Kawamura says a number of key farm, commodity and conservation groups have signed on to play a leadership role in the initiative, including the American Farm Bureau Federation, American Soybean Association, NCGA, National Farmers Union, Western Growers Association, National FFA Foundation, American Farmland Trust, United Soybean Board, Ontario Farmers Federation and Soil and Water Conservation Society.

Finding solutions

Kawamura cites the findings earlier this year of the National Climate Assessment, a report from more than 300 experts from multiple federal agencies that summarizes the impacts of climate change on the United States now and in the future. It shows climate disruptions to U.S. agricultural production have increased in the past 40 years and are projected to increase over the next 25 years.

By mid-century and beyond, these impacts will be increasingly negative on most crops and livestock, the assessment shows.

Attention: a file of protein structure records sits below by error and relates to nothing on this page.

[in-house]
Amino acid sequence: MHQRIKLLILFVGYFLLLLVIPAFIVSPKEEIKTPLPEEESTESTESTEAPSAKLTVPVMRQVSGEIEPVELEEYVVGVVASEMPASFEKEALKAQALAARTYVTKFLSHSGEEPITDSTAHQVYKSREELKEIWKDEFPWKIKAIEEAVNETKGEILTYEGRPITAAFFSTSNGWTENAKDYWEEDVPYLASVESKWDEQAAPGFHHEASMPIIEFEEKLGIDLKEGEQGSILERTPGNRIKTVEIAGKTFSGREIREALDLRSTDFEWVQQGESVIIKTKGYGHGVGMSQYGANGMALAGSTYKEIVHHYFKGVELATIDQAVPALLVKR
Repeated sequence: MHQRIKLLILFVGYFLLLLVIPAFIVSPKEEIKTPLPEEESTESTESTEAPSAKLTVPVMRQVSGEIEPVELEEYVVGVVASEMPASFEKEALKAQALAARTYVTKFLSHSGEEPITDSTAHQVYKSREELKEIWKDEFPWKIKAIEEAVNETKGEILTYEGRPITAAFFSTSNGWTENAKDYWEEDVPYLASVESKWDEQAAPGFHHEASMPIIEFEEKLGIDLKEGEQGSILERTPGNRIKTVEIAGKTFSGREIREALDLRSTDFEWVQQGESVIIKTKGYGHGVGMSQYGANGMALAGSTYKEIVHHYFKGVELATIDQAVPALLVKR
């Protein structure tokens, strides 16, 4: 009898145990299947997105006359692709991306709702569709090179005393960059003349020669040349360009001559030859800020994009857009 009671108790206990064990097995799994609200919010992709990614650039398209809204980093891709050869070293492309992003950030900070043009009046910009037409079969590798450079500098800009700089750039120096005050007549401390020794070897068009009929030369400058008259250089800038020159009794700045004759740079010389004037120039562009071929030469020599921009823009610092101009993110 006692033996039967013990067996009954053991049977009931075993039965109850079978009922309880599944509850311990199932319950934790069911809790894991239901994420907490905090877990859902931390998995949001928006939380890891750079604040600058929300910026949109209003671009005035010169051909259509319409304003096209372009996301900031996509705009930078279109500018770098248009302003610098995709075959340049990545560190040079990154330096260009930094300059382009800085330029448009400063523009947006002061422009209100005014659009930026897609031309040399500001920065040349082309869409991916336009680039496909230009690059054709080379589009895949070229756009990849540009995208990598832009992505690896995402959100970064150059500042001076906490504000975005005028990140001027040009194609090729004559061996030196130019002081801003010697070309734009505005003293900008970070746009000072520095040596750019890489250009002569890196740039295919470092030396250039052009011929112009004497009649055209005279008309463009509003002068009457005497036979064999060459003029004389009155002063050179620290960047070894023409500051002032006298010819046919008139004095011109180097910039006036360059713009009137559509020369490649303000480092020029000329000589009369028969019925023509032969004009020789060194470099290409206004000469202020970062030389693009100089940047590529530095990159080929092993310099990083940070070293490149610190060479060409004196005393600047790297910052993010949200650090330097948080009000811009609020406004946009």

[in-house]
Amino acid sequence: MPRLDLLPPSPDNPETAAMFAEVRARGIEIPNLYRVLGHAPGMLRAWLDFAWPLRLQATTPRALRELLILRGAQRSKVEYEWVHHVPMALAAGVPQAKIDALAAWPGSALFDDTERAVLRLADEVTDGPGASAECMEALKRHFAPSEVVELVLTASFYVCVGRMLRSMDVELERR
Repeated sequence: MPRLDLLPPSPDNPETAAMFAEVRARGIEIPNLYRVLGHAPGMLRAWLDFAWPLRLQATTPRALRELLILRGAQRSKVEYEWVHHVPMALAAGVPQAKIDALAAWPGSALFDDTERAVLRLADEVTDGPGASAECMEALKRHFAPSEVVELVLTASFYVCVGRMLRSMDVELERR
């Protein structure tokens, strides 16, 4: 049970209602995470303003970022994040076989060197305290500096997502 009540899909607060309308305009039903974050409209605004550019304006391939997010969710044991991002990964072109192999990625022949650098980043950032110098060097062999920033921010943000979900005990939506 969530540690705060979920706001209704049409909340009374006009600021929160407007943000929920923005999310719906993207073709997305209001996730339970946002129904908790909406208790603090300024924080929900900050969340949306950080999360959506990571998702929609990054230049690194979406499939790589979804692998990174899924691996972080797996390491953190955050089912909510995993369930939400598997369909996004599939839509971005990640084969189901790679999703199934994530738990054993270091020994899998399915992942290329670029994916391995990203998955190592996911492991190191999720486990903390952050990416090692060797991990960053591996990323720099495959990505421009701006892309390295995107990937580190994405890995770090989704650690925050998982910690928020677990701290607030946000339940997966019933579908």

“The assessment shows that producers have many available strategies for adapting to the average temperature and precipitation changes that are projected for the next 25 years,” Kawamura says. “The North American Smart Agriculture Initiative can help promote these strategies, including continued technological advancements, expansion of irrigated acreage, regional shifts in crop acreage and crop species, adjustments in inputs and outputs, and changes in livestock management practices.”

Kawamura says Solutions from the Land will support forums, roundtables and summits where agricultural, forestry and conservation leaders and value chain partners can collaborate and engage in joint problem solving and build a broader coalition in addressing adaptation challenges.

The group will also collaborate closely with government-sponsored initiatives, such as the Climate and Corn-based Cropping Systems Coordinated Agriculture Project (CSCAP), a USDA-funded effort to investigate the complex carbon, nitrogen and water cycles in managing corn-based cropping systems to increase efficiency and productivity while decreasing agriculture's environmental footprint under extreme and variable long-term weather conditions.